The federal government hasn’t done much to endear itself to the Kansas Legislature in recent years.
Efforts to clamp down on guns. Tougher environmental regulations. Executive orders allowing undocumented immigrants to remain in the country.
Now, lawmakers are fighting back, this time with a resolution calling for a federal constitutional convention, just like the one in 1787 that gave us the U.S. Constitution.
A group of senators, including Rob Olson of Olathe, Mary Pilcher-Cook of Shawnee and Molly Baumgardner of Louisburg, are sponsoring a resolution calling for a federal constitutional convention.
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The resolution criticizes the federal government for creating a “crushing” national debt and stepping on “legitimate roles of the states” through mandates.
The resolution is part of a national movement spearheaded by a group called the Convention of States. The group’s leaders include Michael Farris, chancellor of Patrick Henry College and chairman of the Home School Legal Defense Association. Patrick Henry College is an evangelical Christian college in Purcellville, Va.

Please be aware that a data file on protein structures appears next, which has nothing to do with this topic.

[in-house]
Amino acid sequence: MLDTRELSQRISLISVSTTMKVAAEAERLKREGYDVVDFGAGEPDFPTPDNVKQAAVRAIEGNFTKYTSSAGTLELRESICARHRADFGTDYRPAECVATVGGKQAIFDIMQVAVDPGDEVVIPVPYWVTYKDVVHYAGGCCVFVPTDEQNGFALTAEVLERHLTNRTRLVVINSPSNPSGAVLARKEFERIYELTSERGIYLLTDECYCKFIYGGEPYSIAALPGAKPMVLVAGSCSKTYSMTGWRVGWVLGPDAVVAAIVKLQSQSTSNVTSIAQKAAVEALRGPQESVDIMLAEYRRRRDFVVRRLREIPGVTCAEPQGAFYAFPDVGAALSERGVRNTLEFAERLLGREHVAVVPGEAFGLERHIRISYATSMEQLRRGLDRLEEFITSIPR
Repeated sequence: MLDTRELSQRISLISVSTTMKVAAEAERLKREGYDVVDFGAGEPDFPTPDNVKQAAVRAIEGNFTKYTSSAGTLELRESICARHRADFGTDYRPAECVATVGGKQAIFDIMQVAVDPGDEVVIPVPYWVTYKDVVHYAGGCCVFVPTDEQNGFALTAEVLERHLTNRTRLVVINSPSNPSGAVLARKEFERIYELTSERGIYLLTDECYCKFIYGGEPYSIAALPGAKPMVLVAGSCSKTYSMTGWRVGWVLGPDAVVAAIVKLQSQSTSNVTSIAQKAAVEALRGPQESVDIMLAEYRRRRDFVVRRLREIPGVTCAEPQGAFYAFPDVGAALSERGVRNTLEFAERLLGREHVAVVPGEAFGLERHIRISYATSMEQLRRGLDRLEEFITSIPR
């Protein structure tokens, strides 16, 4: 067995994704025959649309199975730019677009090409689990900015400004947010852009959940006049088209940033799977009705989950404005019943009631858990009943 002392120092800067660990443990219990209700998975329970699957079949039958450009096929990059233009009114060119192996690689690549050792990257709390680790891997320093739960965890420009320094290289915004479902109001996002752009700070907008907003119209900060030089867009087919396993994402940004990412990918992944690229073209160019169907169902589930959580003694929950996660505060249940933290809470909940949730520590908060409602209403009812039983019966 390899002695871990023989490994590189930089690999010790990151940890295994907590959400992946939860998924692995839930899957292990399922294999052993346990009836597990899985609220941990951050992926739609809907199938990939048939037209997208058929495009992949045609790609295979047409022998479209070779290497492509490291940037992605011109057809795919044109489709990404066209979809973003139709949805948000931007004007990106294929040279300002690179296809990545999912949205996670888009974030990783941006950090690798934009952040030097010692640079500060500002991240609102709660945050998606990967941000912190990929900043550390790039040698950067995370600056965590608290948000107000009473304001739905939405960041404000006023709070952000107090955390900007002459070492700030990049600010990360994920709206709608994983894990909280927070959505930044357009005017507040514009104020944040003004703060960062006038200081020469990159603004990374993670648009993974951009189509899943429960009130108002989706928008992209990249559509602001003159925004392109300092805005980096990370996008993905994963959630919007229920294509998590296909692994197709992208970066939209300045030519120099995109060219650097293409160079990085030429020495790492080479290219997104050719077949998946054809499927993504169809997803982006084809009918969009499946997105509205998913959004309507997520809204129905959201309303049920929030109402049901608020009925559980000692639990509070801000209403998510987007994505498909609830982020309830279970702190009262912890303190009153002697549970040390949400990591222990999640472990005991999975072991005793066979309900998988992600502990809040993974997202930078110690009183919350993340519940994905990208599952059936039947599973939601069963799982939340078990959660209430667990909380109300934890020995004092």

The Convention of States also has enlisted Gov. Sam Brownback’s political confidante, David Kensinger, as its Topeka lobbyist.
The Constitution allows states to apply for a constitutional convention. Two-thirds of the country’s state legislatures need to apply for a constitutional convention to make it happen.
While amendments could be proposed at the constitutional convention, they would still need to be ratified by 38 states.
There have been attempts to call a constitutional convention before, including one effort in the late 1960s over redistricting and the second in the 1970s and 1980s over a balanced budget amendment to the constitution.
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